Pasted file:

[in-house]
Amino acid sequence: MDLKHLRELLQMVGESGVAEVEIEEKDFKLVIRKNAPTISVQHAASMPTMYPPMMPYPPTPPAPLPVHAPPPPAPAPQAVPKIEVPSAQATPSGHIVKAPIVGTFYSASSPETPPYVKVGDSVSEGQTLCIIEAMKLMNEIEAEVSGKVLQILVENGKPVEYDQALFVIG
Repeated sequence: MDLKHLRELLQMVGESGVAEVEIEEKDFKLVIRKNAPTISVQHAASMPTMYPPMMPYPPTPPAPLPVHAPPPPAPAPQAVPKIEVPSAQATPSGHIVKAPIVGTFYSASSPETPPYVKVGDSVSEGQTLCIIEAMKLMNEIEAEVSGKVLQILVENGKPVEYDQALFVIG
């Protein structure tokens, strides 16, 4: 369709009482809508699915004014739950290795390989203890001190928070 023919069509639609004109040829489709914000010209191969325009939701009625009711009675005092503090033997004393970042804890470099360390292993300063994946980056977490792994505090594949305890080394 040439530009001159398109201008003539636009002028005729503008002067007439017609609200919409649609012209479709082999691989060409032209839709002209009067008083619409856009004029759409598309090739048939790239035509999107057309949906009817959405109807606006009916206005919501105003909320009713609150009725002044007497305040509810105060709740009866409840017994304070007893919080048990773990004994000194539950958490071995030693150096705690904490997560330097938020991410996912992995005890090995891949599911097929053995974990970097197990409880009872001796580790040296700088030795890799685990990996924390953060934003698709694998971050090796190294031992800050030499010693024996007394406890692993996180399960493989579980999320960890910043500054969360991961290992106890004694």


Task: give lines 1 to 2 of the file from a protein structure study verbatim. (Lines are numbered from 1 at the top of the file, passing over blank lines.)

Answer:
[in-house]
Amino acid sequence: MDLKHLRELLQMVGESGVAEVEIEEKDFKLVIRKNAPTISVQHAASMPTMYPPMMPYPPTPPAPLPVHAPPPPAPAPQAVPKIEVPSAQATPSGHIVKAPIVGTFYSASSPETPPYVKVGDSVSEGQTLCIIEAMKLMNEIEAEVSGKVLQILVENGKPVEYDQALFVIG